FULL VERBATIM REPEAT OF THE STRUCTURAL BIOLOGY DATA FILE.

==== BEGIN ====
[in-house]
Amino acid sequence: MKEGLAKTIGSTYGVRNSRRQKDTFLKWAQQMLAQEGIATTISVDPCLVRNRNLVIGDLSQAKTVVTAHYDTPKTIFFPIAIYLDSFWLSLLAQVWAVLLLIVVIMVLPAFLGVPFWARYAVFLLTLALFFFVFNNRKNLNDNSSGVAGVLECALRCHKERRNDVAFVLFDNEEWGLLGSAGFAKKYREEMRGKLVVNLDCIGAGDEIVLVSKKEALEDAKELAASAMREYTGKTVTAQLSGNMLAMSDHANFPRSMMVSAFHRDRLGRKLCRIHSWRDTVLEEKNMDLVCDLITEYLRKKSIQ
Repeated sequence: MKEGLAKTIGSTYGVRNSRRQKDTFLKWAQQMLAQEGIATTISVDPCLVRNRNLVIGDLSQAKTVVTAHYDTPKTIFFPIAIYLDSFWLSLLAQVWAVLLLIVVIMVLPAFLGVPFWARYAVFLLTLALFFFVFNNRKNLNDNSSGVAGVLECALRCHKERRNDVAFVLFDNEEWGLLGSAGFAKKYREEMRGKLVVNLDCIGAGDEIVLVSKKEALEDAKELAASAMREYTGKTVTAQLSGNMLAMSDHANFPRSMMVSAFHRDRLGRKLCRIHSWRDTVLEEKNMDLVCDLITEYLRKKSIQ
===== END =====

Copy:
[in-house]
Amino acid sequence: MKEGLAKTIGSTYGVRNSRRQKDTFLKWAQQMLAQEGIATTISVDPCLVRNRNLVIGDLSQAKTVVTAHYDTPKTIFFPIAIYLDSFWLSLLAQVWAVLLLIVVIMVLPAFLGVPFWARYAVFLLTLALFFFVFNNRKNLNDNSSGVAGVLECALRCHKERRNDVAFVLFDNEEWGLLGSAGFAKKYREEMRGKLVVNLDCIGAGDEIVLVSKKEALEDAKELAASAMREYTGKTVTAQLSGNMLAMSDHANFPRSMMVSAFHRDRLGRKLCRIHSWRDTVLEEKNMDLVCDLITEYLRKKSIQ
Repeated sequence: MKEGLAKTIGSTYGVRNSRRQKDTFLKWAQQMLAQEGIATTISVDPCLVRNRNLVIGDLSQAKTVVTAHYDTPKTIFFPIAIYLDSFWLSLLAQVWAVLLLIVVIMVLPAFLGVPFWARYAVFLLTLALFFFVFNNRKNLNDNSSGVAGVLECALRCHKERRNDVAFVLFDNEEWGLLGSAGFAKKYREEMRGKLVVNLDCIGAGDEIVLVSKKEALEDAKELAASAMREYTGKTVTAQLSGNMLAMSDHANFPRSMMVSAFHRDRLGRKLCRIHSWRDTVLEEKNMDLVCDLITEYLRKKSIQ